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Get your flu shot, experts suggest, as spike in H1N1 cases expected to spread

Get your flu shot, experts suggest, as spike in H1N1 cases expected to spread
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As Alberta deals with a spike in flu cases, infectious diseases specialists are warning residents in other parts of the country to get vaccinated before influenza season ramps up in their area.

Alberta Health Services says that as of last week, there have been 662 confirmed flu cases in the province. Of those, 621 have been due to the H1N1 strain.

New numbers are expected to be released Friday and the expectation is that the numbers will still be rising.

Health experts note that lab-confirmed cases don’t offer a complete picture of the outbreak, since the vast majority of those who come down with the flu treat themselves at home, rather than seek testing and treatment in hospital.

Infectious diseases expert Dr. Alison McGeer says the amount of flu activity in Alberta this year is actually not that much higher than previous years.

“In truth, it’s a pretty average influenza season,” she told CTV’s Canada AM Thursday.

But what makes this year different is that H1N1 is the dominant circulating strain. That means that younger people and children are being infected more often compared to other flu seasons, in which seniors tend to be the most likely to become ill.

“H1N1 infections are mostly in children. So it’s not surprising then that the hospital outbreaks in Alberta have been in children’s hospitals,” she said.

On Tuesday, a ward at the Stollery Children’s Hospital in Edmonton stopped accepting new patients because of three lab-confirmed flu cases. Officials say its standard procedure to take such measures when there are more than two confirmed flu cases.

In response to the surge in flu cases, the province opened two new free vaccination clinics in Calgary and Slave Lake on Thursday. On Friday, two more will open in Edmonton and Grande Prairie.

Infectious diseases specialist Dr. Neil Rau says because H1N1 has only popped up as a “sleeper” strain since it was last dominant during the 2009-2010 flu season, it could be that fewer people are immune to it.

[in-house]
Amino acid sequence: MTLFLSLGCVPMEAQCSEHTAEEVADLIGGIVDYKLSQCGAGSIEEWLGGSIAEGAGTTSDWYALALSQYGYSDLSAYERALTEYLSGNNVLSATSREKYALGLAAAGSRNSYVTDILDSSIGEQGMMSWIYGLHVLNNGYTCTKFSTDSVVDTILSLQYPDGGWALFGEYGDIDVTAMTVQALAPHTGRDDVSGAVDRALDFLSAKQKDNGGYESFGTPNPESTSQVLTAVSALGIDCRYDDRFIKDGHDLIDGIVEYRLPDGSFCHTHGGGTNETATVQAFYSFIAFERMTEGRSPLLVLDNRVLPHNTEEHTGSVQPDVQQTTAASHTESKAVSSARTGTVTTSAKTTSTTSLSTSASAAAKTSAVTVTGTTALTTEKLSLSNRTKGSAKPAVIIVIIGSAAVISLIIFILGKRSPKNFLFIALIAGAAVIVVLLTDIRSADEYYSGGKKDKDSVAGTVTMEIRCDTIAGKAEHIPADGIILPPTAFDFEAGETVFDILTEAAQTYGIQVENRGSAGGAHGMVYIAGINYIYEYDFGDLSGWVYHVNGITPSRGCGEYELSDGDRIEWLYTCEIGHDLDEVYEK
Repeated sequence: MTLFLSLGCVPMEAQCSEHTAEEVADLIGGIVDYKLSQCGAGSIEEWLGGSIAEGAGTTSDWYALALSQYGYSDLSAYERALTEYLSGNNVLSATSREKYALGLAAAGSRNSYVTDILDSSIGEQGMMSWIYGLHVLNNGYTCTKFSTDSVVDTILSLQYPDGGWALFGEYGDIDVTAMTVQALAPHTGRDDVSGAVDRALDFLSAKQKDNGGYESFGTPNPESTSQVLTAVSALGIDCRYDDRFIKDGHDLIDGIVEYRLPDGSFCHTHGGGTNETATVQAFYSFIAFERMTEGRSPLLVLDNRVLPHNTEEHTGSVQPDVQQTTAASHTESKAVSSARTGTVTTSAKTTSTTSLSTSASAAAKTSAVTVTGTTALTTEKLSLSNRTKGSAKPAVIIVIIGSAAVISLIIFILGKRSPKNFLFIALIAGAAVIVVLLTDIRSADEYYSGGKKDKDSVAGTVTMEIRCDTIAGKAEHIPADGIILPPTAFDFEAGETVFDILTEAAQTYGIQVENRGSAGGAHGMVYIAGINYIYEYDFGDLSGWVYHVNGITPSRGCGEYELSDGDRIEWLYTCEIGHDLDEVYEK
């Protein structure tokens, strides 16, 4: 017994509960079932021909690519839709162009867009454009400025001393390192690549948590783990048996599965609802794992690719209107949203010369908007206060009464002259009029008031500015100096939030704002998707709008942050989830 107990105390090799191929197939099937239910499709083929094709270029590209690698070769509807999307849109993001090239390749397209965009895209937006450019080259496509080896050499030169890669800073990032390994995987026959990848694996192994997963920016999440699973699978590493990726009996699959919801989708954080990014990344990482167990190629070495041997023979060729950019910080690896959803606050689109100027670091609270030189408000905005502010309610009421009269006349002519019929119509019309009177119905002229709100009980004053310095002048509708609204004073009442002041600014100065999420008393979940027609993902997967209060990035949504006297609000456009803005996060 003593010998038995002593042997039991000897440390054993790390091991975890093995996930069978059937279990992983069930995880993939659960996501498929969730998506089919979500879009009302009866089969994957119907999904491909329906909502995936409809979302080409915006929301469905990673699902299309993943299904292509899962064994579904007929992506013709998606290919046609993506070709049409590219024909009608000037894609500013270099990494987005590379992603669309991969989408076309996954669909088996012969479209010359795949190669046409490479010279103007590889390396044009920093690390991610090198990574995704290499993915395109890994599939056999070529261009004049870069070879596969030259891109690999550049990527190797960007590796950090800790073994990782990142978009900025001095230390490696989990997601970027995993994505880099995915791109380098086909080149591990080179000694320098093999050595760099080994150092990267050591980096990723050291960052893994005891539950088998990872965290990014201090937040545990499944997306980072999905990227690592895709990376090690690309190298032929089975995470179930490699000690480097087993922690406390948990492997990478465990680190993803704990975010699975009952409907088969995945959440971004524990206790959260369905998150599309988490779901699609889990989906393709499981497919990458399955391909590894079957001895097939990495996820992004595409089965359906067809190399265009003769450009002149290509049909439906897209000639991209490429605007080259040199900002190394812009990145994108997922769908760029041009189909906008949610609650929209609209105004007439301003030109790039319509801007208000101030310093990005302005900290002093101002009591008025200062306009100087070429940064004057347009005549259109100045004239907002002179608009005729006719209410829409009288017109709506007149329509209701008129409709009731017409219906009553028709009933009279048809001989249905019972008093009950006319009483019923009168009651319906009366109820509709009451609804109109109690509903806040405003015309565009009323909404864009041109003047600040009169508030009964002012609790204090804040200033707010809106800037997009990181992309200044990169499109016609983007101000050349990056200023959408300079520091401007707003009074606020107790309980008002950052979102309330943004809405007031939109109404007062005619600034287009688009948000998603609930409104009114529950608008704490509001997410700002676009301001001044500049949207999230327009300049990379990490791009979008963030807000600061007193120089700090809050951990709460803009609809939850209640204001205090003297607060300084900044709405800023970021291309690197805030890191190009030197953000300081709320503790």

Residents of other provinces should take note of what’s happening in Alberta, he says, and get vaccinated before flu season hits their area. And because the vaccine takes two weeks to start having a protective effect, he says, time is of the essence.

“Once the peak of the flu activity or flu wave has ended after four to six weeks in a given area, the benefit of the vaccination is not the same. It has diminishing returns,” Rau told CTV News Channel.

“It may protect against other strains that may show up, but in terms of the H1N1 threat I think the biggest concern is to try to get the right people out for the vaccine before the waves hit in other parts of the country.”

Spreading across Canada

McGeer says Ontario’s flu season started about a week after Alberta’s and infection numbers are now ramping up in B.C. and the Prairie provinces as well. While flu activity in the Maritimes is still low, it’s just a matter of time before it kicks in there too, McGeer says.

In Alberta, Health Minister Fred Horne noted that the flu can be dangerous and that more than 150 flu patients have been hospitalized already this year.

The rate of flu immunization among the general public -- and among health care workers in particular – is a matter of concern, Horne says.

“To date, we have administered in Alberta about 840,000 doses of the vaccine. That’s in a population of about 4 million. So the rate of immunization is not what it needs to be to protect us,” he said from Edmonton.
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